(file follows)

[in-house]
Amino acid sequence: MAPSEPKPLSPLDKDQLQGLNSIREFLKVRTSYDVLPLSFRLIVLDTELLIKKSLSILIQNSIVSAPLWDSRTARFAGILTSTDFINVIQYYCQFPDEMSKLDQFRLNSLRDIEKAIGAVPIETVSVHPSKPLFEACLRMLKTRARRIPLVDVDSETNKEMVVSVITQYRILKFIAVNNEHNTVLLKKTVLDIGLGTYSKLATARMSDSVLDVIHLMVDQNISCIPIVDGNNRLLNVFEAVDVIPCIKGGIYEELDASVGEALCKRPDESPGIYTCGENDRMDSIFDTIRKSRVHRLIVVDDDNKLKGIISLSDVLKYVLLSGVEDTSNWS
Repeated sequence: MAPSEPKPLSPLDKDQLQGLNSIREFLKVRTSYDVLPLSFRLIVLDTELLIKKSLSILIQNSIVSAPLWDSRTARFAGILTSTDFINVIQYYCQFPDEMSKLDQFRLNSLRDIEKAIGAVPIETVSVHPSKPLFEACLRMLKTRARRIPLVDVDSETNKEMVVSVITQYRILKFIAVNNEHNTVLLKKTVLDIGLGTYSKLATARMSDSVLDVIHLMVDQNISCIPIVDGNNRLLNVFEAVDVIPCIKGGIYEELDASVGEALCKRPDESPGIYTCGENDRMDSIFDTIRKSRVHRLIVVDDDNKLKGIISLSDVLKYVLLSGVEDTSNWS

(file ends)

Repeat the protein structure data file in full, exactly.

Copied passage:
[in-house]
Amino acid sequence: MAPSEPKPLSPLDKDQLQGLNSIREFLKVRTSYDVLPLSFRLIVLDTELLIKKSLSILIQNSIVSAPLWDSRTARFAGILTSTDFINVIQYYCQFPDEMSKLDQFRLNSLRDIEKAIGAVPIETVSVHPSKPLFEACLRMLKTRARRIPLVDVDSETNKEMVVSVITQYRILKFIAVNNEHNTVLLKKTVLDIGLGTYSKLATARMSDSVLDVIHLMVDQNISCIPIVDGNNRLLNVFEAVDVIPCIKGGIYEELDASVGEALCKRPDESPGIYTCGENDRMDSIFDTIRKSRVHRLIVVDDDNKLKGIISLSDVLKYVLLSGVEDTSNWS
Repeated sequence: MAPSEPKPLSPLDKDQLQGLNSIREFLKVRTSYDVLPLSFRLIVLDTELLIKKSLSILIQNSIVSAPLWDSRTARFAGILTSTDFINVIQYYCQFPDEMSKLDQFRLNSLRDIEKAIGAVPIETVSVHPSKPLFEACLRMLKTRARRIPLVDVDSETNKEMVVSVITQYRILKFIAVNNEHNTVLLKKTVLDIGLGTYSKLATARMSDSVLDVIHLMVDQNISCIPIVDGNNRLLNVFEAVDVIPCIKGGIYEELDASVGEALCKRPDESPGIYTCGENDRMDSIFDTIRKSRVHRLIVVDDDNKLKGIISLSDVLKYVLLSGVEDTSNWS